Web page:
Keep drinking and driving separate
It is difficult to judge blood/breath concentration (BAC) because there are a number of factors that can influence a person’s BAC. So rather than trying to keep track of what you are drinking, it is safest for you not to drink any alcohol if you plan to drive.
The only thing that will reduce your blood/breath alcohol concentration is time. Coffee, cold showers, vomiting or exercise will not reduce your blood/breath alcohol concentration.
Remember—that after a heavy night's drinking, you could still be over 0.05 the next morning. So, if you are in doubt of your BAC, don’t drive.
If you’re going out drinking, make sure you plan how you’ll travel home safely, before the drinking starts.
Can you stay at a friend’s place, organise a lift, use public transport or get a taxi? If you’re going out with other people, consider choosing someone in the group to be the designated driver to drive the others home.
The designated driver should not drink alcohol. It’s a good idea to choose the designated driver before you go out, and drive to the venue together in 1 car.
Hosting a party
The Mates Motel road safety campaign encourages people to care for each other by planning to separate drinking and driving by inviting friends to stay at their place.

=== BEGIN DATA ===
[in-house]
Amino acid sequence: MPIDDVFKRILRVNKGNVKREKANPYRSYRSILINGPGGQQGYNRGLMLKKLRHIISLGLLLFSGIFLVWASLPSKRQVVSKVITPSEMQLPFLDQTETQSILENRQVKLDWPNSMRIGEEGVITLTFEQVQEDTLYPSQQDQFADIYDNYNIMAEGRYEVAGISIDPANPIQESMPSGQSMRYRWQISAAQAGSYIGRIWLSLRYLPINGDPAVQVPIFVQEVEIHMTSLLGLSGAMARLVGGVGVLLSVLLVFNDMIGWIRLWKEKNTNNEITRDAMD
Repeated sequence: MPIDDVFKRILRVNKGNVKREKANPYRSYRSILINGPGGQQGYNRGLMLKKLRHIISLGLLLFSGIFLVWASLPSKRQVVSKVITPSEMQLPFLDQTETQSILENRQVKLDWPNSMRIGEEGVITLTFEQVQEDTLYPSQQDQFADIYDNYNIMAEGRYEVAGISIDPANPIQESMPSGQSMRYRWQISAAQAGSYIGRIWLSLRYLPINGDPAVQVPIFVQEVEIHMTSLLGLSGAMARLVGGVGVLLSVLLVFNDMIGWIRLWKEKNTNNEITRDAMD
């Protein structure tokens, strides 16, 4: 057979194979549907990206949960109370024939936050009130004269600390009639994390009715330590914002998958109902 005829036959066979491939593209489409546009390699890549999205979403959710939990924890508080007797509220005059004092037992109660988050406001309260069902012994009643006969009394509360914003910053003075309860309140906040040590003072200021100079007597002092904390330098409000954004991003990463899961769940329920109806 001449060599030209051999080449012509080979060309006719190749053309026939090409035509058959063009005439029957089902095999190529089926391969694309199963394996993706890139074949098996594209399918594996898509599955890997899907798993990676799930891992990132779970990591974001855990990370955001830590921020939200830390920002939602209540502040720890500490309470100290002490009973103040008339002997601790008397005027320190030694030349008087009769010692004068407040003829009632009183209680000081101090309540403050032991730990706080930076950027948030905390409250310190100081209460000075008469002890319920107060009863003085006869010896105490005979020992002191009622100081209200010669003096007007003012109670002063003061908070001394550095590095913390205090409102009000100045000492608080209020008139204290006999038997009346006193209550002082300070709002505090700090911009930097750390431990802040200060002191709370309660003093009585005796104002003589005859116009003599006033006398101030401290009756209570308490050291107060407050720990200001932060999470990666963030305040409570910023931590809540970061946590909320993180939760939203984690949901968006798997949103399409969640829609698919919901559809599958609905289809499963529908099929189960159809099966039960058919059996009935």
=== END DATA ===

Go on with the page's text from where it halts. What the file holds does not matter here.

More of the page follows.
When you are planning a party you can visit www.qld.gov.au/streetsmarts to create your own personalised Mates Motel sign. Put the sign on your Facebook page or invite to let your mates know they are welcome to stay the night. Remember to allow people to stay on for breakfast or even lunch the next day, to allow plenty of time for the alcohol to clear their system before driving.
If you are going to walk home, be aware of the dangers of drink walking. Alcohol affects your judgement, impairs your coordination and slows your reflexes which makes drink walking potentially dangerous.
Stay safe by:
- walking with a sober friend or in a group
- staying on the footpath
- only crossing at marked crossings or under a streetlight to improve your visibility to motorists.